What's the difference between sandstorms and regular storms? Are they more than just strong wind within deserts?

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    $\begingroup$ It is also important to think about wind speed and how this influences which grain sizes (sand is a grain size in geology) can be picked up: Bagnold, R.A. 1937. The transport of sand by wind. The Geographical Journal 89(5):409-438. en.wikipedia.org/wiki/Ralph_Alger_Bagnold $\endgroup$ Apr 16 '14 at 11:11

There are two types of dust storms.

The first, a dust storm or "sandstorm", is associated with a synoptic scale feature (like a low pressure system). Strong winds along air mass boundaries (i.e. cold front) create clouds of dust as sand, dust, or other particulates become suspended by turbulent eddies near the surface and aloft.

Arabian dust storm

The second, the infamous "haboob" is associated with the cold pool of thunderstorms. In the American desert southwest, during the summer monsoon, numerous thunderstorms develop. These thunderstorms produce rain or virga that cools the atmosphere beneath the thunderstorm as it evaporates. Cool air sinks into what is known as a 'cold pool'. Cold pools generally strengthen as a thunderstorm decays. Cold pools are air masses of cooler than environment air that spreads out like a pancake in all directions from beneath the thunderstorm. These cold pools can create wind gust fronts between 40 and 70mph. Similar to larger dust storms, sand, dust or other particulates become suspended in the air and create the wall of dust.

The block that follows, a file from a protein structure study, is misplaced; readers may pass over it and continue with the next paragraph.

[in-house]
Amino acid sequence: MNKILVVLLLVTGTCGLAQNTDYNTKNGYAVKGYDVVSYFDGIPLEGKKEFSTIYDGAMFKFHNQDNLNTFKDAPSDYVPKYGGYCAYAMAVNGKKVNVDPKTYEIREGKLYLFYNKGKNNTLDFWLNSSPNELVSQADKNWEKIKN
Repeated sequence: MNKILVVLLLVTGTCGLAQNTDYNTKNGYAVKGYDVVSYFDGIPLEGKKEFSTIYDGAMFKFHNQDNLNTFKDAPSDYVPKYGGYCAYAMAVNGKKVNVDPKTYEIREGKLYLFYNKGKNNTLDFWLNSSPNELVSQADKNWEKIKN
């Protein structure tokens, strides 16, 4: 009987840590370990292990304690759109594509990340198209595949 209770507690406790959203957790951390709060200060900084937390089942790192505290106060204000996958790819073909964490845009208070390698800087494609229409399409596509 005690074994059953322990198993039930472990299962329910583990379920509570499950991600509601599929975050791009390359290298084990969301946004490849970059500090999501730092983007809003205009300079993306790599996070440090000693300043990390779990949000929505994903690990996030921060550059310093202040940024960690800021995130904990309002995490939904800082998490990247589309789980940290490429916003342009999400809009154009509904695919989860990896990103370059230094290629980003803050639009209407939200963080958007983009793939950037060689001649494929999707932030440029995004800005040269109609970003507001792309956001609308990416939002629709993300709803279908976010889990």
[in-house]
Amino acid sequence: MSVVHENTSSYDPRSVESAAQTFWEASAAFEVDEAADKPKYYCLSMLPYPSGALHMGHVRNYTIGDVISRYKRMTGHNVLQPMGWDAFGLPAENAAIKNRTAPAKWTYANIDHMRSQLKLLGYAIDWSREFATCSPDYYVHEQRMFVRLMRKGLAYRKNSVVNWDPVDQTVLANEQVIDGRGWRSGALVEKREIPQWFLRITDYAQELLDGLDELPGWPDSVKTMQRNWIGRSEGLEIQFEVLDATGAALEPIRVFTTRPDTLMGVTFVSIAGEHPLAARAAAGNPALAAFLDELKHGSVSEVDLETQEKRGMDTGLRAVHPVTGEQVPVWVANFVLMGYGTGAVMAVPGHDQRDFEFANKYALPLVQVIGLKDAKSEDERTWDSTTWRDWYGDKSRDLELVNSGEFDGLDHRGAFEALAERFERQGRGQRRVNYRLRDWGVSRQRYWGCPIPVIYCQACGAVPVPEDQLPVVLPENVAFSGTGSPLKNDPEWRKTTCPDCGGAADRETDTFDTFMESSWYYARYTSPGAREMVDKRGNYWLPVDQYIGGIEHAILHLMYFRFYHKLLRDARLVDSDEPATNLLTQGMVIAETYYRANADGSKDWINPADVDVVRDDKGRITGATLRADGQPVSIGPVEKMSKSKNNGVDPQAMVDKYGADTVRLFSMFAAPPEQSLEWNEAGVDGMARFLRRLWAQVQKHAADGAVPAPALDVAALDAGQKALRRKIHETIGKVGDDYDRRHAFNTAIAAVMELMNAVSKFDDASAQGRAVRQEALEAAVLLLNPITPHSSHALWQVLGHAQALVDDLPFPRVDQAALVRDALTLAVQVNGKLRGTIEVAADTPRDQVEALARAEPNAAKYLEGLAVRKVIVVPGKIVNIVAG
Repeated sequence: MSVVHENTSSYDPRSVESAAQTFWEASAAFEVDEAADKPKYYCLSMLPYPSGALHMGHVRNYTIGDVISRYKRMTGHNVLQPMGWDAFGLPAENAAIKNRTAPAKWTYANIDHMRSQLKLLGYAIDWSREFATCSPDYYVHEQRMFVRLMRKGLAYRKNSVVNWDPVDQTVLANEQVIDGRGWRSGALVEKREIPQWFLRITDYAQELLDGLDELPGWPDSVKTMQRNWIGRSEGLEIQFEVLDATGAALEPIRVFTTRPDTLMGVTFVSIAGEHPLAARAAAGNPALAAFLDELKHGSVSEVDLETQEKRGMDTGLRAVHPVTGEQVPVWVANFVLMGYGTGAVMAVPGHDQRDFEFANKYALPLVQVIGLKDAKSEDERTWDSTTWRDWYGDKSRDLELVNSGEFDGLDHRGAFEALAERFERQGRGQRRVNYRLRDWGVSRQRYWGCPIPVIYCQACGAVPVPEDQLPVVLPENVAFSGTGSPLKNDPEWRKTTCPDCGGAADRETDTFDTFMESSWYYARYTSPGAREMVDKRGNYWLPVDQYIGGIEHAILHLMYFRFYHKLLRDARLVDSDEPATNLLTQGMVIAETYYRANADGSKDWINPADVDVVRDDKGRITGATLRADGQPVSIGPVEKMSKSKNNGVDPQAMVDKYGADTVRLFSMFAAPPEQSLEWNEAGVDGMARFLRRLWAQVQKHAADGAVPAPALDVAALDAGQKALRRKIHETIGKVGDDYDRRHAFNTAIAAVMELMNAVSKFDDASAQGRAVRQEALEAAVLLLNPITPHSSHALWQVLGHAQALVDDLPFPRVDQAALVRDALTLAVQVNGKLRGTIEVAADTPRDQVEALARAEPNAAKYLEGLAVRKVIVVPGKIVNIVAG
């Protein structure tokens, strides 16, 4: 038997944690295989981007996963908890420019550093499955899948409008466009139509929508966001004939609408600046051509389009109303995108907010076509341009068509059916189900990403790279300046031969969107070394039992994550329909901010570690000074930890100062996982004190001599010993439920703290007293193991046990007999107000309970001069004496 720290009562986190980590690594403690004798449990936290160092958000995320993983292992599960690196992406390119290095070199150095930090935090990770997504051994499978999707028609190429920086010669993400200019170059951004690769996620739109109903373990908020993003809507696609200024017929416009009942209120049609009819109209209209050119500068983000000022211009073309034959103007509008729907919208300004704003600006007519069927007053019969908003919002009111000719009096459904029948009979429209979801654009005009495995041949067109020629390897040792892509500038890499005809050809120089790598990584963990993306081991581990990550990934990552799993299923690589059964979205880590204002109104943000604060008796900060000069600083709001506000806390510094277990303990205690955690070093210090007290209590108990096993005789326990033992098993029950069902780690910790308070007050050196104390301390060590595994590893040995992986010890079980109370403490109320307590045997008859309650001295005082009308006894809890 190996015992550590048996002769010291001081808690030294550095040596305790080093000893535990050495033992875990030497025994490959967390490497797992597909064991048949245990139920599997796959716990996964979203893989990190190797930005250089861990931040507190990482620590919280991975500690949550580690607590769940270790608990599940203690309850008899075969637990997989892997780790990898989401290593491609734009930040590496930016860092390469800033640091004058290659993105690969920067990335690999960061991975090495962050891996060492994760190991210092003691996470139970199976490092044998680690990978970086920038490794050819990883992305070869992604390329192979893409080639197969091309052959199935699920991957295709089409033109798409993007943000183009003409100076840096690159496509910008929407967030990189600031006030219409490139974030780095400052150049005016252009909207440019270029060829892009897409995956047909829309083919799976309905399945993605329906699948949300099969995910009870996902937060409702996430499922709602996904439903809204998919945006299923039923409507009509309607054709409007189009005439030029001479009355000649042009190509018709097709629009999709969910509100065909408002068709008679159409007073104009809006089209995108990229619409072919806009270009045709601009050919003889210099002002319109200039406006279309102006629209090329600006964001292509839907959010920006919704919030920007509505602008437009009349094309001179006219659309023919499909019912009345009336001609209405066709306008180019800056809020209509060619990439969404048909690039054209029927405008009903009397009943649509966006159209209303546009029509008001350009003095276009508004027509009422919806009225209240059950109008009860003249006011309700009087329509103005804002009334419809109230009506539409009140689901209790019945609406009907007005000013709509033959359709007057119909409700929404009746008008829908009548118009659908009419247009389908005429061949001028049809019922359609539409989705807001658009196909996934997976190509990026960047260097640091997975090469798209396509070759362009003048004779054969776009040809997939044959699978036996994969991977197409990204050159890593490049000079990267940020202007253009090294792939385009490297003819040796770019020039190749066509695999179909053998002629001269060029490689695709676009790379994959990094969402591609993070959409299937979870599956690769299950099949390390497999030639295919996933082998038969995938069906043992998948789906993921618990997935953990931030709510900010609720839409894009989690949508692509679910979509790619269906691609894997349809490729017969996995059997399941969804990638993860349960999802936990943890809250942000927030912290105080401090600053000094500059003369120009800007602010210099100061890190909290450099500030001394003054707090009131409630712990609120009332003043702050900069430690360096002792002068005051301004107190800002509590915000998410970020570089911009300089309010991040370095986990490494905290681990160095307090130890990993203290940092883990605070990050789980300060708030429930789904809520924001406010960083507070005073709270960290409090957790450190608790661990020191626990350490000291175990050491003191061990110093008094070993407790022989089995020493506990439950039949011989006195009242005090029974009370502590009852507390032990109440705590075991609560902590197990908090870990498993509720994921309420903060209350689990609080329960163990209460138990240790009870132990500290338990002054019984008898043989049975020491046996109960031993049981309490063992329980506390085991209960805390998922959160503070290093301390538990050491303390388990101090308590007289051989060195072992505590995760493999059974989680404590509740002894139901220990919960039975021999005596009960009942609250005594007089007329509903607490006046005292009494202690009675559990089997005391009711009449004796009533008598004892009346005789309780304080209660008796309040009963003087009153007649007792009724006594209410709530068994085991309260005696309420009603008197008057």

cold pool


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